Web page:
New COVID-19 Cases Drop To Their Lowest Level Since Aug. 3

DHS Reports 453 New Cases, No Deaths On Sunday

Worker manufacturing protective masks
A worker checks protective masks being manufactured in Warren, Mich., Thursday, April 23, 2020. Paul Sancya/AP Photo

New reports of COVID-19 cases on Sunday reached their lowest level since the beginning of August, based on the latest data published by the state’s Department of Health Services.

DHS reported 453 new cases of the virus on Sunday, bringing the average for the past seven days to 674 daily cases.

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Sunday’s new case total is the lowest that figure has been since Aug. 3, when there were 404 new cases.

The latest figures bring the overall total of positive cases in Wisconsin to 70,462, according to the DHS. A total of 1,081 people in Wisconsin have died from COVID-19, with no new deaths reported on Sunday.

According to DHS, 9.4 percent of all test results reported on Sunday were positive for COVID-19, bringing the overall percentage of positive tests over the past seven days to 8 percent. The seven-day average one week ago was 7.2 percent.

The percentage of positive cases is often read by public health officials as a measure of overall testing levels. A high rate could indicate that testing in the state is limited, and skewed toward those already flagged as potentially having the virus. A lower rate could indicate testing is more widespread.

Changes in the test positivity rate can also speak to a virus’ spread, if the size and makeup of the testing pool stays consistent.

Wisconsin’s daily testing capacity — based on the availability of test supplies and adequate staffing — has grown from 120 available lab tests in early March to 26,162 as of Sunday. The number of actual people with test results reported on Sunday was 4,814.

Overall, DHS has recorded a total of 1,185,611 people’s test results over the course of the pandemic. 1,115,149 have tested negative.

COVID-19 activity varies heavily from county to county. The latest coronavirus activity data from DHS, released once per week each Wednesday, showed that 67 counties had a “high level” of coronavirus activity. Activity level designations are based on “burden,” or the number of new cases per a county’s population over a 14-day period, as well as whether there’s an upward or downward trend in new cases.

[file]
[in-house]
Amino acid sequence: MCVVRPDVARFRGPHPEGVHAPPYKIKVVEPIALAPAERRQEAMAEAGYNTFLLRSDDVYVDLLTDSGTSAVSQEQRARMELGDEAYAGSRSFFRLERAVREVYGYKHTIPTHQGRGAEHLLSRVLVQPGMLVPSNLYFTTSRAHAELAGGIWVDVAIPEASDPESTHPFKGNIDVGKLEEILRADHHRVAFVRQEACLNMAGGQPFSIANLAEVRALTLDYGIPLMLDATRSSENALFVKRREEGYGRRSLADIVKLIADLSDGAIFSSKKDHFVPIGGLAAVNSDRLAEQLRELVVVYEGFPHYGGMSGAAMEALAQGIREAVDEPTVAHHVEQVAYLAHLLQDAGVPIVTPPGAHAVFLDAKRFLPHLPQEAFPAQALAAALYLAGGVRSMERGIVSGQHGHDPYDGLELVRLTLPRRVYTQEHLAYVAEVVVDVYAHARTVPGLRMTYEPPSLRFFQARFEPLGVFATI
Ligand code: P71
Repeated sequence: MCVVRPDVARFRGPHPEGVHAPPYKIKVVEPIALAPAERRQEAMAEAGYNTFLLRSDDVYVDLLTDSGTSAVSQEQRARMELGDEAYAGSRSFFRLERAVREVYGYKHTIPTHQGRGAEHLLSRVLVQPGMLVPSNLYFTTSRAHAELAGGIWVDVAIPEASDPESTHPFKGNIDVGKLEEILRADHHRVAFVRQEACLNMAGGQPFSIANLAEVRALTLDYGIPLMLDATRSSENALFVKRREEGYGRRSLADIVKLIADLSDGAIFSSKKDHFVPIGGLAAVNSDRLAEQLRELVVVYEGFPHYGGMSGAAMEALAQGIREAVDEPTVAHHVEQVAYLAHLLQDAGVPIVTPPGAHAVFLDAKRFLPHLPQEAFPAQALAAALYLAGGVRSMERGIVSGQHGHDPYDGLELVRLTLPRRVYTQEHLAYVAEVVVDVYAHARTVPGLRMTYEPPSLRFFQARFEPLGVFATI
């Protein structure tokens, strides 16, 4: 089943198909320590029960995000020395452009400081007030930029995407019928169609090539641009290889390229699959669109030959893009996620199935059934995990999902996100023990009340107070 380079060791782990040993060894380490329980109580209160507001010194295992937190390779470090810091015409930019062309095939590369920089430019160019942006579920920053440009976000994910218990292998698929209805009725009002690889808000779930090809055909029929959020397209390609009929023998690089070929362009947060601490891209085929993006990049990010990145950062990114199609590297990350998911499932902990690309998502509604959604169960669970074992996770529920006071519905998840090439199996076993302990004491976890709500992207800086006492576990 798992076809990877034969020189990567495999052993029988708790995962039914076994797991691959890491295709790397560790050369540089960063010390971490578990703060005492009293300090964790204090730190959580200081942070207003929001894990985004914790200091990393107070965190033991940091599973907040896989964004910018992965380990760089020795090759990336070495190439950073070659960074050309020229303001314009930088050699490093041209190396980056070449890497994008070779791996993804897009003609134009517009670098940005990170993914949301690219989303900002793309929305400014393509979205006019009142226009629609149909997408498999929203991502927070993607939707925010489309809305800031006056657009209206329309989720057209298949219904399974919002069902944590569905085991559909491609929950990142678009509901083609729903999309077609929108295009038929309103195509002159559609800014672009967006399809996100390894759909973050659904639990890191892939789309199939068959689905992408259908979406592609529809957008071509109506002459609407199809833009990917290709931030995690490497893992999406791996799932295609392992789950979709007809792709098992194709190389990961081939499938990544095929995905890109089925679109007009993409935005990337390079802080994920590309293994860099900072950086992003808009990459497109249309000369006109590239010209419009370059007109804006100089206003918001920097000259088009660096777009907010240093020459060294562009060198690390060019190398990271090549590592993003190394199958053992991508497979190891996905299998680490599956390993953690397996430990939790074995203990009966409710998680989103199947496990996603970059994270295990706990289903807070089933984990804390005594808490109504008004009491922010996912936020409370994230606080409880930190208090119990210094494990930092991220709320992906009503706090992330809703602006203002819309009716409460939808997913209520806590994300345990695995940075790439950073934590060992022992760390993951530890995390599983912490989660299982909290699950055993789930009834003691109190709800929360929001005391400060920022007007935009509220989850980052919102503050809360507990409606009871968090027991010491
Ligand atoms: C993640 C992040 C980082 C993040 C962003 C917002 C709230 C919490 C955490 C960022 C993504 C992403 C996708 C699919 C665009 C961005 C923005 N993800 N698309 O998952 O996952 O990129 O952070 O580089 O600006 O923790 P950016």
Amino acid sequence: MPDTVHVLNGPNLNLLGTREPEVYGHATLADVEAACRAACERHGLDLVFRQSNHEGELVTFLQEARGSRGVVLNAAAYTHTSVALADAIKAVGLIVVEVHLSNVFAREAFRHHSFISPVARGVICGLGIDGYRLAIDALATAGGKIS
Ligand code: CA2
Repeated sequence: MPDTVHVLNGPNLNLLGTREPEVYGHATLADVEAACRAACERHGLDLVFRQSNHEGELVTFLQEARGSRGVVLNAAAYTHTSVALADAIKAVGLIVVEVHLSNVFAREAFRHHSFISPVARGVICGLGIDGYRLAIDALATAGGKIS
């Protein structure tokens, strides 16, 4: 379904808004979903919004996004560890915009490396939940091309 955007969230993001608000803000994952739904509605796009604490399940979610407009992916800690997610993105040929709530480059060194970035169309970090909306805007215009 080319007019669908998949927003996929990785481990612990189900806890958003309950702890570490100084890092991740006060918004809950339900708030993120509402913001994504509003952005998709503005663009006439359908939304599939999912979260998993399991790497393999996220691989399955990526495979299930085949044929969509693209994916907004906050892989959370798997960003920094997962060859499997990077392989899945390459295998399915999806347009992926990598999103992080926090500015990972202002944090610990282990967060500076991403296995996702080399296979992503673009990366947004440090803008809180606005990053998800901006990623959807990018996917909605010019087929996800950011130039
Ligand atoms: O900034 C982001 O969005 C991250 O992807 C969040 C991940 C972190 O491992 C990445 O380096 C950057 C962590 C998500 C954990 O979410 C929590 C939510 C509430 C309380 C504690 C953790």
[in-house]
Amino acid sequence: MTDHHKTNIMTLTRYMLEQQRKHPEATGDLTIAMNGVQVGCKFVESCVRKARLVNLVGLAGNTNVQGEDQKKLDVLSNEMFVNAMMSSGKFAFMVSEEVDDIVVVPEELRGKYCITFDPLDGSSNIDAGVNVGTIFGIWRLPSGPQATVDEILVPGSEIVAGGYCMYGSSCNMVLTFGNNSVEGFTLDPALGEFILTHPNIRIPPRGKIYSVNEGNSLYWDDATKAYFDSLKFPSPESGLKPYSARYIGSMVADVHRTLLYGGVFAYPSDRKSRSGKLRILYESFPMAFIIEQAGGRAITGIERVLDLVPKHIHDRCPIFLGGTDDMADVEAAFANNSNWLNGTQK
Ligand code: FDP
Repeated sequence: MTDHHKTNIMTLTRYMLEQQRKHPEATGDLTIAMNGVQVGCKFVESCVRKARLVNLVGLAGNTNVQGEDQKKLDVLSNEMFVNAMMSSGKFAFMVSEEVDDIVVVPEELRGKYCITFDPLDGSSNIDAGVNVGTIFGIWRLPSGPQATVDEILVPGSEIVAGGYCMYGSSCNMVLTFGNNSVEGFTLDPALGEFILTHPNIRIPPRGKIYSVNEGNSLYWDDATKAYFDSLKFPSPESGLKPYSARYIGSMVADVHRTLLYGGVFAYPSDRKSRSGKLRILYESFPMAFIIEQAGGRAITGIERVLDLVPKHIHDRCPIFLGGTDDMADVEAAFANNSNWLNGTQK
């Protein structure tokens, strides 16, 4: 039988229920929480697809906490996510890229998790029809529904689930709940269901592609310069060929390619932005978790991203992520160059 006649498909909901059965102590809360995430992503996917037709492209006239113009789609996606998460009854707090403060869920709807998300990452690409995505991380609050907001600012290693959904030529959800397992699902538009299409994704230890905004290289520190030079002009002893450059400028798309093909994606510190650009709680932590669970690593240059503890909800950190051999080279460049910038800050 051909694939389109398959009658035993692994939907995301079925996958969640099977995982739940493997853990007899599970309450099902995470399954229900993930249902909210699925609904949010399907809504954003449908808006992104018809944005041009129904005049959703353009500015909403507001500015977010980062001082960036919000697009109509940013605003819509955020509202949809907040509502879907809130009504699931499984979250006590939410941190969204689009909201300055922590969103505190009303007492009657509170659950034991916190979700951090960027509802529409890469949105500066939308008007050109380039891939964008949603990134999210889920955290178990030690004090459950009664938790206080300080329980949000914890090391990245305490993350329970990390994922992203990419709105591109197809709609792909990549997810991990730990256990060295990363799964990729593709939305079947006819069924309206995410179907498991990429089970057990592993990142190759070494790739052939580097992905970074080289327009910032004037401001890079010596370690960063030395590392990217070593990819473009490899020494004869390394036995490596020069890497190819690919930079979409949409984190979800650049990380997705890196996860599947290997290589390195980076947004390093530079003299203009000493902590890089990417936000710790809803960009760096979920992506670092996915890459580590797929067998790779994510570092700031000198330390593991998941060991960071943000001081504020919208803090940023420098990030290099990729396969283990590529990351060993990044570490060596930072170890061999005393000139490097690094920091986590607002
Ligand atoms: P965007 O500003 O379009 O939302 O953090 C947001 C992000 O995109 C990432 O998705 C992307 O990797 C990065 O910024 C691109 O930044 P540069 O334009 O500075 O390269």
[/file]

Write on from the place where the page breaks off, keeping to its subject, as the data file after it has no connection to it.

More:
On Aug. 19, counties with the highest case rates per capita included Iron, Marinette and Sawyer. The counties with the most significant upward trends included Iron, Manitowoc and Walworth.

There have been confirmed cases in all 72 of Wisconsin’s counties. Based on the data from Wednesday, all counties reported new cases over the two-week period.


DHS still has a dashboard showing Wisconsin’s progress on gating criteria under the now-defunct Badger Bounce Back Plan. Those gating criteria would have been used to determine when it would be safe to begin reopening the state, prior to the state Supreme Court ruling that ended a statewide stay-at-home order. The state has never met all six of the criteria at once.

Two of the criteria are a statistically significant 14-day downward trend in COVID-like cases reported in emergency departments, and a similar downward trend for influenza-like cases in emergency departments. The state has seen a downward trend of COVID-like cases reported in the last two weeks, but influenza-like cases are largely holding steady.

According to DHS, 5,558 people have been hospitalized because of the virus as of Sunday. That means at least 7.9 percent of people who have tested positive for the new coronavirus in the state have been hospitalized. DHS officials said they don’t know the hospitalization history of 23,786 people, or 34 percent.

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